Children's Books About Dogs:
Two Book Reviews

covers for Bad Dog Max and May I Pet Your Dog?

Children's Books About Dogs
Children's book reviews by P.J. Rooks

Ages 3-6

In his outstanding book, The Childhood Roots of Adult Happiness, Harvard psychiatrist, Edward Hallowell, lays out a five-part plan for lifelong joy. Loads of psychological research are rolled into a chatty, reader-friendly and ultimately fascinating book that both upholds and upends various bits of conventional parenting wisdom.

Among other important ideas, Hallowell shows us that a sense of connectedness in children will lead to higher emotional intelligence and greater happiness down the road. There are several easy ways to help your children tap into their sense of compassionate community -- for starters, try having an animal pal at home. Hallowell stands very strongly by this recommendation so, in the interest of not mincing words or losing his meaning in paraphrase, allow me to quote directly from the sage doctor's text:


There, now -- any questions?

We have two extremely old (but supernaturally healthy) cats, an infinitely re-populating tank full of guppies and a three-year-old who would really like a dog too. She loves dogs -- trouble is, she's also scared of them. While their slobbery enthusiasm tends to both frighten and amuse, the bottom line is always the same -- "Mommy! Pick me up!"

Scouring the internet for help, I was really surprised to find that it's pretty slim pickings out there -- there are plenty of great children's books about dogs for older kids, but for little ones, cutesy seems to be the order of the day and their numbers are legion.

Rover, Rover, roll in the clover.
Look, now he's got ticks all over.
Blood-sucking parasites crawling on the rug.
Lyme disease, gangrene -- all from a bug....

Okay, no, I'm kidding, they're not all quite so nauseating, but still, where is the substance when you want it? (Am I wrong? Suggest a dog book!) I did find a couple, though, that I thought were great.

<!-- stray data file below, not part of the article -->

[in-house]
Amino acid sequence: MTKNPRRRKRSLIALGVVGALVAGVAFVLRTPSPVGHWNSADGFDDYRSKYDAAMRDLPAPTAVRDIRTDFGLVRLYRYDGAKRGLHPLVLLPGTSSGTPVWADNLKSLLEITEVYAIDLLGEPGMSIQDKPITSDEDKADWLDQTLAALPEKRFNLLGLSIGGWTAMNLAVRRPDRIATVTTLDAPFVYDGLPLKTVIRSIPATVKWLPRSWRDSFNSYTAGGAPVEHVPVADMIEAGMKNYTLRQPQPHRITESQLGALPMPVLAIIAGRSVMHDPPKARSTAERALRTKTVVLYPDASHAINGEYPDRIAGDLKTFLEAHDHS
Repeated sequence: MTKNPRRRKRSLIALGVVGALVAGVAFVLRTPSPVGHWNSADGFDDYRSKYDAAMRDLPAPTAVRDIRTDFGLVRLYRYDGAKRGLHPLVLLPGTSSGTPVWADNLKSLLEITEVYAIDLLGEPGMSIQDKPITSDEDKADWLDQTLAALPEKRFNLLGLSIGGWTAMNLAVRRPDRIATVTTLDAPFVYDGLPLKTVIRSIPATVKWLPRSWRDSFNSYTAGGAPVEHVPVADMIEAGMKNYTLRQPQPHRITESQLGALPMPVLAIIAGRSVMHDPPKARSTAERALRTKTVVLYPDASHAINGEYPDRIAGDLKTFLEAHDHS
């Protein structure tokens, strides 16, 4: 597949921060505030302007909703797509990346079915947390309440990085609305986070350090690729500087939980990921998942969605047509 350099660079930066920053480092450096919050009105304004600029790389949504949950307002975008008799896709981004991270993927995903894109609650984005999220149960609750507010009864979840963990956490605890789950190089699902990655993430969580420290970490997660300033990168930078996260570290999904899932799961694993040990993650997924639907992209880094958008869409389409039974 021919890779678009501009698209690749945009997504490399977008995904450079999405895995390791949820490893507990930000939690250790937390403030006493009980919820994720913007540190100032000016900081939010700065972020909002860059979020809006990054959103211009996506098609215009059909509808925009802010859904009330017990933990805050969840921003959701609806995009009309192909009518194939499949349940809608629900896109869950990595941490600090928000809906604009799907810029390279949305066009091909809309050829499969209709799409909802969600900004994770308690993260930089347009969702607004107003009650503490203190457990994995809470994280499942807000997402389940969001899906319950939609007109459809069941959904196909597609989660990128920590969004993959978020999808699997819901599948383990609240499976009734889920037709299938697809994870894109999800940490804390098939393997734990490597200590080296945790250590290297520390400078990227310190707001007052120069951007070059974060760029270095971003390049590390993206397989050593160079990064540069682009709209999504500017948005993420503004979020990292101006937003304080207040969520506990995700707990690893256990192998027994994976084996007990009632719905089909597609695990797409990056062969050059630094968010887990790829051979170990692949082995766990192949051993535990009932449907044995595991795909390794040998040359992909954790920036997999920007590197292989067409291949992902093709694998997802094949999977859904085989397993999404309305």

May I Pet Your Dog?
Written by Stephanie Calmenson and illustrated by Jan Ormerod, this "How-to Guide for Kids Meeting Dogs (and Dogs Meeting Kids)" is an excellent book whether you have a dog or not.

Harry, a long-haired, chocolate-dappled dachshund, both narrates and instructs as he meets a new boy at the park and the two begin to dramatize several different encounters with pooches on parade.

In the first three, the dogs are friendly. One is calm, one is wild and one is very large, but in each scenario, they are open to new friendships with our kid dog-greeter and instructions are given on approaching the dog including how to stand, hold out a hand for sniffing and gently stroke the dog from the side.

The book then moves into unfriendly dogs, guide dogs and other situations for canine-avoidance. A few more rules for dog safety are found in the back of the book including:

  • Never put your face close to any dog's face,
  • "Don't run or shout around dogs," and
  • If you are ever frightened of a dog, turn your head and look away. Then stay perfectly still and quiet.

Great advice!

All told, this book is friendly and fun with colorful and captivating illustrations. May I Pet Your Dog? is most certainly a handy safety guide that will help to ensure a lifetime of puppy-love for your kids.

Another doggy title worthy of tracking down is Bad Dog, Max! by Marina Windsor.

Bold, delightful illustrations by Steve Haskamp introduce us to the wild and quite unappreciated antics of mischievous Max, the Australian Cattle Dog. Everyone thinks that Max is a bad dog, even the cat, until Max goes to the vet for a check-up.

The vet has an Australian Cattle Dog too, and she explains that Max has lots of energy and will need to run and play every day. When the family learns how to have fun with their dog, Max loses her "Bad Dog" title and becomes a well-loved, good dog with an occasional lapse in judgment.

Bad Dog, Max! is a great story to help kids, who may not otherwise understand, that dogs don't mean to be "bad."

Bad Dog, Max! and May I Pet Your Dog? -- two great starter books that show kids how to celebrate and enhance their natural devotion to pets. I'd love to stay and chat about them more, but we're off to the animal shelter -- goodbye!

More of P.J.'s reviews.

The Ghost of Greyfriar's Bobby is a touching book about a faithful dog for older kids.

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